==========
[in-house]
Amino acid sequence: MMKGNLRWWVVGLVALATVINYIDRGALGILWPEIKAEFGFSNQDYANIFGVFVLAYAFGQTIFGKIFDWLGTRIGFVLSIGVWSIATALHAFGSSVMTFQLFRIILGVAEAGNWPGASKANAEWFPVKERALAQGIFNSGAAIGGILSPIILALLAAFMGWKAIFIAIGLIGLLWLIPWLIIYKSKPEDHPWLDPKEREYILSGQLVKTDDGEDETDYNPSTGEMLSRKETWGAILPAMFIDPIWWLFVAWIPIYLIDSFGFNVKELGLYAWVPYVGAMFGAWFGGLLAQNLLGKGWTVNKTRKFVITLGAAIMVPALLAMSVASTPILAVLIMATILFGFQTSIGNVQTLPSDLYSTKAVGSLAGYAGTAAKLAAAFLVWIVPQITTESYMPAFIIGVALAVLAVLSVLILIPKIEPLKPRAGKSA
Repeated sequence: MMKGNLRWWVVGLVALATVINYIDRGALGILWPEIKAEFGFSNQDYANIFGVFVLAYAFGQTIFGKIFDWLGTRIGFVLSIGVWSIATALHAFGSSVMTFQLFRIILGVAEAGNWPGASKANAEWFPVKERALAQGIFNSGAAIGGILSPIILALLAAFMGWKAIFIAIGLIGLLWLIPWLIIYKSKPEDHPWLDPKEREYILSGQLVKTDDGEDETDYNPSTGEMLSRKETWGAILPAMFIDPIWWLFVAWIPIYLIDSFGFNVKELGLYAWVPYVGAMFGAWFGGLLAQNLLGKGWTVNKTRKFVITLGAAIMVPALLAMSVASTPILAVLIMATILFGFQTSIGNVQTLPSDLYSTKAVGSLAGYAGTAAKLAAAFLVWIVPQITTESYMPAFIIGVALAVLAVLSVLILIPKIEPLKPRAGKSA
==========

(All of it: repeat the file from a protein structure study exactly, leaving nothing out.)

[in-house]
Amino acid sequence: MMKGNLRWWVVGLVALATVINYIDRGALGILWPEIKAEFGFSNQDYANIFGVFVLAYAFGQTIFGKIFDWLGTRIGFVLSIGVWSIATALHAFGSSVMTFQLFRIILGVAEAGNWPGASKANAEWFPVKERALAQGIFNSGAAIGGILSPIILALLAAFMGWKAIFIAIGLIGLLWLIPWLIIYKSKPEDHPWLDPKEREYILSGQLVKTDDGEDETDYNPSTGEMLSRKETWGAILPAMFIDPIWWLFVAWIPIYLIDSFGFNVKELGLYAWVPYVGAMFGAWFGGLLAQNLLGKGWTVNKTRKFVITLGAAIMVPALLAMSVASTPILAVLIMATILFGFQTSIGNVQTLPSDLYSTKAVGSLAGYAGTAAKLAAAFLVWIVPQITTESYMPAFIIGVALAVLAVLSVLILIPKIEPLKPRAGKSA
Repeated sequence: MMKGNLRWWVVGLVALATVINYIDRGALGILWPEIKAEFGFSNQDYANIFGVFVLAYAFGQTIFGKIFDWLGTRIGFVLSIGVWSIATALHAFGSSVMTFQLFRIILGVAEAGNWPGASKANAEWFPVKERALAQGIFNSGAAIGGILSPIILALLAAFMGWKAIFIAIGLIGLLWLIPWLIIYKSKPEDHPWLDPKEREYILSGQLVKTDDGEDETDYNPSTGEMLSRKETWGAILPAMFIDPIWWLFVAWIPIYLIDSFGFNVKELGLYAWVPYVGAMFGAWFGGLLAQNLLGKGWTVNKTRKFVITLGAAIMVPALLAMSVASTPILAVLIMATILFGFQTSIGNVQTLPSDLYSTKAVGSLAGYAGTAAKLAAAFLVWIVPQITTESYMPAFIIGVALAVLAVLSVLILIPKIEPLKPRAGKSA